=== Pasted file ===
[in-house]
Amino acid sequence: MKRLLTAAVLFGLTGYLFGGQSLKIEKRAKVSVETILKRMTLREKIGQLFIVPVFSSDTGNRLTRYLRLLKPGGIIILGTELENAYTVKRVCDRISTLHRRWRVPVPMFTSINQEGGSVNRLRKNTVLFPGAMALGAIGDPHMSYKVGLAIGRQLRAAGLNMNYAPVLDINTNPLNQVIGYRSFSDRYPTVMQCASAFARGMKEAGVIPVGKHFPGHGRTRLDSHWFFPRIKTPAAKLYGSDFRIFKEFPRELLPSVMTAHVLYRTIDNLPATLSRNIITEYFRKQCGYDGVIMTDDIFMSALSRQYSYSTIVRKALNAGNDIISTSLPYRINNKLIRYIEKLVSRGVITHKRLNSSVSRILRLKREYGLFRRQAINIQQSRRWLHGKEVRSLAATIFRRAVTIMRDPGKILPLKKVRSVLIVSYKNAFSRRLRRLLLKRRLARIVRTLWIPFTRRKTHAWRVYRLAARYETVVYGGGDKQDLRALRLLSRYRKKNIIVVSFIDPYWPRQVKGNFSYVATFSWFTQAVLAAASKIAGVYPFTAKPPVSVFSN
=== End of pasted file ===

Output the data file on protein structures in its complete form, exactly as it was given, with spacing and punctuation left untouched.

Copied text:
[in-house]
Amino acid sequence: MKRLLTAAVLFGLTGYLFGGQSLKIEKRAKVSVETILKRMTLREKIGQLFIVPVFSSDTGNRLTRYLRLLKPGGIIILGTELENAYTVKRVCDRISTLHRRWRVPVPMFTSINQEGGSVNRLRKNTVLFPGAMALGAIGDPHMSYKVGLAIGRQLRAAGLNMNYAPVLDINTNPLNQVIGYRSFSDRYPTVMQCASAFARGMKEAGVIPVGKHFPGHGRTRLDSHWFFPRIKTPAAKLYGSDFRIFKEFPRELLPSVMTAHVLYRTIDNLPATLSRNIITEYFRKQCGYDGVIMTDDIFMSALSRQYSYSTIVRKALNAGNDIISTSLPYRINNKLIRYIEKLVSRGVITHKRLNSSVSRILRLKREYGLFRRQAINIQQSRRWLHGKEVRSLAATIFRRAVTIMRDPGKILPLKKVRSVLIVSYKNAFSRRLRRLLLKRRLARIVRTLWIPFTRRKTHAWRVYRLAARYETVVYGGGDKQDLRALRLLSRYRKKNIIVVSFIDPYWPRQVKGNFSYVATFSWFTQAVLAAASKIAGVYPFTAKPPVSVFSN